Subjects

UNow | UNow | saints in contemporary society | saints in contemporary society | ukoer | ukoer | St Valentine | St Valentine | St Nicholas | St Nicholas | cult of saints | cult of saints | Eastern Orthodox saints | Eastern Orthodox saints | late antiquity | late antiquity | New Testament | New Testament | Byzantium | Byzantium

License

Except for third party materials (materials owned by someone other than The University of Nottingham) and where otherwise indicated, the copyright in the content provided in this resource is owned by The University of Nottingham and licensed under a Creative Commons Attribution-NonCommercial-ShareAlike UK 2.0 Licence (BY-NC-SA) Except for third party materials (materials owned by someone other than The University of Nottingham) and where otherwise indicated, the copyright in the content provided in this resource is owned by The University of Nottingham and licensed under a Creative Commons Attribution-NonCommercial-ShareAlike UK 2.0 Licence (BY-NC-SA)

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12.007 Geobiology (MIT) 12.007 Geobiology (MIT)

Description

This course introduces the parallel evolution of life and the environment. Life processes are influenced by chemical and physical processes in the atmosphere, hydrosphere, cryosphere and the solid earth. In turn, life can influence chemical and physical processes on our planet. This course explores the concept of life as a geological agent and examines the interaction between biology and the earth system during the roughly 4 billion years since life first appeared. This course introduces the parallel evolution of life and the environment. Life processes are influenced by chemical and physical processes in the atmosphere, hydrosphere, cryosphere and the solid earth. In turn, life can influence chemical and physical processes on our planet. This course explores the concept of life as a geological agent and examines the interaction between biology and the earth system during the roughly 4 billion years since life first appeared.

Subjects

carbon cycle | carbon cycle | isotopic analysis | isotopic analysis | geobiochemistry | geobiochemistry | climate | climate | Snowball earth | Snowball earth | mesozoic | mesozoic | proterozoic | proterozoic | mass extinctions | mass extinctions | paleoclimate | paleoclimate | antiquity of life | antiquity of life | carbon dating | carbon dating | origin of life | origin of life | phylogenic trees | phylogenic trees

License

Content within individual OCW courses is (c) by the individual authors unless otherwise noted. MIT OpenCourseWare materials are licensed by the Massachusetts Institute of Technology under a Creative Commons License (Attribution-NonCommercial-ShareAlike). For further information see http://ocw.mit.edu/terms/index.htm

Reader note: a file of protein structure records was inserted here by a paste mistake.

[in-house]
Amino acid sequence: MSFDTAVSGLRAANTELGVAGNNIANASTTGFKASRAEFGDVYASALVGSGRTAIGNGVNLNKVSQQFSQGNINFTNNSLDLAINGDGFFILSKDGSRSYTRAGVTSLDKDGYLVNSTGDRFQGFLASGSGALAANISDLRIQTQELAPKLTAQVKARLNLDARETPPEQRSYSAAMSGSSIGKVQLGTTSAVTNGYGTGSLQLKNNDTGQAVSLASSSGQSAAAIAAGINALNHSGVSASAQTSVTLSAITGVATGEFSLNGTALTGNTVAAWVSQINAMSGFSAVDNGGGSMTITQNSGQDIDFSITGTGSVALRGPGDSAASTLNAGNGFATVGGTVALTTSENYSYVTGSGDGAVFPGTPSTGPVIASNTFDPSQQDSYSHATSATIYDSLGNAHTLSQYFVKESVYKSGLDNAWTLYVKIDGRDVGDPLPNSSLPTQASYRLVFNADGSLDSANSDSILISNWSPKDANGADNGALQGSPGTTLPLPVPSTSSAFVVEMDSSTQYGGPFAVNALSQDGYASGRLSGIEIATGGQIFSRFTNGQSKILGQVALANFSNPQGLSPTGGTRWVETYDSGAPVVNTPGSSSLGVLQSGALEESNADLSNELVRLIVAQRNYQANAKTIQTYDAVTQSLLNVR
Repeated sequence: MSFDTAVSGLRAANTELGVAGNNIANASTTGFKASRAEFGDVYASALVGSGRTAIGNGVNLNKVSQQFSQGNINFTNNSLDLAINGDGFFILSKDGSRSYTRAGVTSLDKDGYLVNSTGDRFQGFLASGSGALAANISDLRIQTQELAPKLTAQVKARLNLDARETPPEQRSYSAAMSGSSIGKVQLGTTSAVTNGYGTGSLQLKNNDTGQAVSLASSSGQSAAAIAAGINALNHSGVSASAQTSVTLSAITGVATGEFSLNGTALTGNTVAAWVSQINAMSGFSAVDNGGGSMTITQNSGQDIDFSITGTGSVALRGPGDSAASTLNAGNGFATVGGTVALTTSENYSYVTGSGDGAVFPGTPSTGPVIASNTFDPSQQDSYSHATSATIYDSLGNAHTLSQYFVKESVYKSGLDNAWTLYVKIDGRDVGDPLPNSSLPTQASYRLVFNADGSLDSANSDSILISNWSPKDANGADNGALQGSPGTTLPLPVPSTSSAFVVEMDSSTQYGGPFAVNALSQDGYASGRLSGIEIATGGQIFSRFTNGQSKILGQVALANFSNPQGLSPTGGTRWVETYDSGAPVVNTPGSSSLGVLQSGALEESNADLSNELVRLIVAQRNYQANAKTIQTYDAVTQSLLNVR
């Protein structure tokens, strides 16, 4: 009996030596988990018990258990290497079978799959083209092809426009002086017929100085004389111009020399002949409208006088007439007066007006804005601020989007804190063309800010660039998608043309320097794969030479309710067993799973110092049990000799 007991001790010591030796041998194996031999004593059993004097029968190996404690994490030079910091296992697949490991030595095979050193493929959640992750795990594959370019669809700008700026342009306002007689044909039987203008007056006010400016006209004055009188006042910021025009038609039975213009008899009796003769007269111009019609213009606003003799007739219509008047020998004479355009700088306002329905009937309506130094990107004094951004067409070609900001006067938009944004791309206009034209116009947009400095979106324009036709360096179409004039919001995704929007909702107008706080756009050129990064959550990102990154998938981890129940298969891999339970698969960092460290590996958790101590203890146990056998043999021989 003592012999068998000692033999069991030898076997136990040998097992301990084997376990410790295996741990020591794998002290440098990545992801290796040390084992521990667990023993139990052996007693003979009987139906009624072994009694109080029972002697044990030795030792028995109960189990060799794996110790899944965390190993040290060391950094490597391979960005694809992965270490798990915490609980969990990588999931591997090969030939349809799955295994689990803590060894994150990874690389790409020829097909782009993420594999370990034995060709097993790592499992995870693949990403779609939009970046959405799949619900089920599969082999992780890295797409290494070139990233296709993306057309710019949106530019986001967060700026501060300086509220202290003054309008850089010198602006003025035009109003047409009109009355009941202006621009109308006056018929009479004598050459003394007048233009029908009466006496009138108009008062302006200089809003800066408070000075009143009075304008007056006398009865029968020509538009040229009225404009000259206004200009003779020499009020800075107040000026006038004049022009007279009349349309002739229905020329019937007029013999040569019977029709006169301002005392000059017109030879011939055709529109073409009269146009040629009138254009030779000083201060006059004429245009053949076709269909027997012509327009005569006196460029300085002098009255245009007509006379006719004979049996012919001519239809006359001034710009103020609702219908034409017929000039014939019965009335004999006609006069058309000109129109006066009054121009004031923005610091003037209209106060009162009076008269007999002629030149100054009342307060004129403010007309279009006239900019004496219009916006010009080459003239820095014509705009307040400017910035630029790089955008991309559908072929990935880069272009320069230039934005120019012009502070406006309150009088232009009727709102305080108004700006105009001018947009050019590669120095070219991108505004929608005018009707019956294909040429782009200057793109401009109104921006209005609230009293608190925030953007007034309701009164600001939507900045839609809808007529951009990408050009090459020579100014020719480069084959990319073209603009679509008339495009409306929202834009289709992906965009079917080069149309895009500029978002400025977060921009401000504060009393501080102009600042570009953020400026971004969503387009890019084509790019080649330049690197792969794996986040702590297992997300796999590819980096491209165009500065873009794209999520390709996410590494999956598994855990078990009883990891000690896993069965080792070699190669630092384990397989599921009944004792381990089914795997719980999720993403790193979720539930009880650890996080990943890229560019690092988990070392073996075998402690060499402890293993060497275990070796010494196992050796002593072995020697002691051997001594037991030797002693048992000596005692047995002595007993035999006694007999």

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21W.735 Writing and Reading the Essay (MIT) 21W.735 Writing and Reading the Essay (MIT)

Description

As the course title suggests, this class is meant to acquaint you with the literary and rhetorical tradition of the essay, a genre which has been described by one scholar as "the meeting ground between art and philosophy," and by another as "the place where the self finds a pattern in the world, and the world finds a pattern in the self". Though the essay is part of a tradition of prose which stretches back to antiquity, it is also a thoroughly modern and popular form of writing, found in print media and on the web. As the course title suggests, this class is meant to acquaint you with the literary and rhetorical tradition of the essay, a genre which has been described by one scholar as "the meeting ground between art and philosophy," and by another as "the place where the self finds a pattern in the world, and the world finds a pattern in the self". Though the essay is part of a tradition of prose which stretches back to antiquity, it is also a thoroughly modern and popular form of writing, found in print media and on the web.

Subjects

reading | reading | writing | writing | essay | essay | literary | literary | rhetorical | rhetorical | tradition | tradition | genre | genre | prose | prose | antiquity | antiquity | modern | modern | popular | popular | form | form | print | print | media | media | web | web | functions | functions | commentary | commentary | others | others | textual | textual | numerical | numerical | data | data | discovery | discovery | meaning | meaning | personal experience | personal experience | narration | narration | specialized | specialized | knowledge | knowledge | general | general | audience. | audience.

License

Content within individual OCW courses is (c) by the individual authors unless otherwise noted. MIT OpenCourseWare materials are licensed by the Massachusetts Institute of Technology under a Creative Commons License (Attribution-NonCommercial-ShareAlike). For further information see http://ocw.mit.edu/terms/index.htm

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Library of Alexandria Library of Alexandria

Description